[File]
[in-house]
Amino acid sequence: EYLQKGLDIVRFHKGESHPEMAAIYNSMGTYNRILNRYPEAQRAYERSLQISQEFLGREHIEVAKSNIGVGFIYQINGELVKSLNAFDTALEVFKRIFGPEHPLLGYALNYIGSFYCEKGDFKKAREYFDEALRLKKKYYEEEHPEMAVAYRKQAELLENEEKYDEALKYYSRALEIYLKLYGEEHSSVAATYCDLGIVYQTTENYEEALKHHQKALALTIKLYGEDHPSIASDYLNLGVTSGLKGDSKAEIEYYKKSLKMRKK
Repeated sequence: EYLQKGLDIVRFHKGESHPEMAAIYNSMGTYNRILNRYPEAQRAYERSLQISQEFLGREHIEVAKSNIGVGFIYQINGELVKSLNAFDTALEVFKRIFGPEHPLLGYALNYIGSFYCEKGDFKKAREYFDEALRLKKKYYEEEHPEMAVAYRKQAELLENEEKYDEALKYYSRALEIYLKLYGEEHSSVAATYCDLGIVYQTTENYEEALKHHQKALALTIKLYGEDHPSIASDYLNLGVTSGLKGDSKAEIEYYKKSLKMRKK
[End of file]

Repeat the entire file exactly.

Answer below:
[in-house]
Amino acid sequence: EYLQKGLDIVRFHKGESHPEMAAIYNSMGTYNRILNRYPEAQRAYERSLQISQEFLGREHIEVAKSNIGVGFIYQINGELVKSLNAFDTALEVFKRIFGPEHPLLGYALNYIGSFYCEKGDFKKAREYFDEALRLKKKYYEEEHPEMAVAYRKQAELLENEEKYDEALKYYSRALEIYLKLYGEEHSSVAATYCDLGIVYQTTENYEEALKHHQKALALTIKLYGEDHPSIASDYLNLGVTSGLKGDSKAEIEYYKKSLKMRKK
Repeated sequence: EYLQKGLDIVRFHKGESHPEMAAIYNSMGTYNRILNRYPEAQRAYERSLQISQEFLGREHIEVAKSNIGVGFIYQINGELVKSLNAFDTALEVFKRIFGPEHPLLGYALNYIGSFYCEKGDFKKAREYFDEALRLKKKYYEEEHPEMAVAYRKQAELLENEEKYDEALKYYSRALEIYLKLYGEEHSSVAATYCDLGIVYQTTENYEEALKHHQKALALTIKLYGEDHPSIASDYLNLGVTSGLKGDSKAEIEYYKKSLKMRKK